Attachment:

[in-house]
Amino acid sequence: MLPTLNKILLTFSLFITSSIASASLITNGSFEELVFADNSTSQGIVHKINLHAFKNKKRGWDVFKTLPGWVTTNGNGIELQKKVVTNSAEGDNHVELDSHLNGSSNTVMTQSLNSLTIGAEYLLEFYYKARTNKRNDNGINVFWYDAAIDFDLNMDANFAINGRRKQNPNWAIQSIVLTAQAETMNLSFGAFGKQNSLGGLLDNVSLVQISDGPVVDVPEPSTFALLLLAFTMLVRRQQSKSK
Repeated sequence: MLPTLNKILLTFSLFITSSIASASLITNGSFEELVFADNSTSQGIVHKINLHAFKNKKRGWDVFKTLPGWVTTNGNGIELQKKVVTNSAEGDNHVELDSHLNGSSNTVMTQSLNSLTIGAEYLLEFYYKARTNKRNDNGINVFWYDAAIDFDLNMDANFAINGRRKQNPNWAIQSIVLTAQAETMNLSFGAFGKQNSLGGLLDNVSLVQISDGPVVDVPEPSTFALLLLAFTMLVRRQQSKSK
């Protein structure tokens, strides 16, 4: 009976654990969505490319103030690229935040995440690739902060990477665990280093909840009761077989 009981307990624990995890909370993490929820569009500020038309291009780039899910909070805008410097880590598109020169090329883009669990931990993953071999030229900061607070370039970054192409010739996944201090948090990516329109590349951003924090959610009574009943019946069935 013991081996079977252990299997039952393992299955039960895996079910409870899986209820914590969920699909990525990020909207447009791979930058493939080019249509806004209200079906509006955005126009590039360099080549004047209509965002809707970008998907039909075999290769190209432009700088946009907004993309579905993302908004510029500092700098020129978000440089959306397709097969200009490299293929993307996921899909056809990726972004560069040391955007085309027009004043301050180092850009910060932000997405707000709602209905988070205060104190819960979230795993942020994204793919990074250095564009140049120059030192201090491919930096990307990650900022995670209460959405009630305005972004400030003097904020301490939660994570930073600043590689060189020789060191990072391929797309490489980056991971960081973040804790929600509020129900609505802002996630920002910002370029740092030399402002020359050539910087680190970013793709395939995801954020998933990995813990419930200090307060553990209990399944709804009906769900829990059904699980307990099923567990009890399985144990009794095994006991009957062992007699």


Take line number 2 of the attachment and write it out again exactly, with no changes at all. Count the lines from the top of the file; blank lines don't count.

Amino acid sequence: MLPTLNKILLTFSLFITSSIASASLITNGSFEELVFADNSTSQGIVHKINLHAFKNKKRGWDVFKTLPGWVTTNGNGIELQKKVVTNSAEGDNHVELDSHLNGSSNTVMTQSLNSLTIGAEYLLEFYYKARTNKRNDNGINVFWYDAAIDFDLNMDANFAINGRRKQNPNWAIQSIVLTAQAETMNLSFGAFGKQNSLGGLLDNVSLVQISDGPVVDVPEPSTFALLLLAFTMLVRRQQSKSK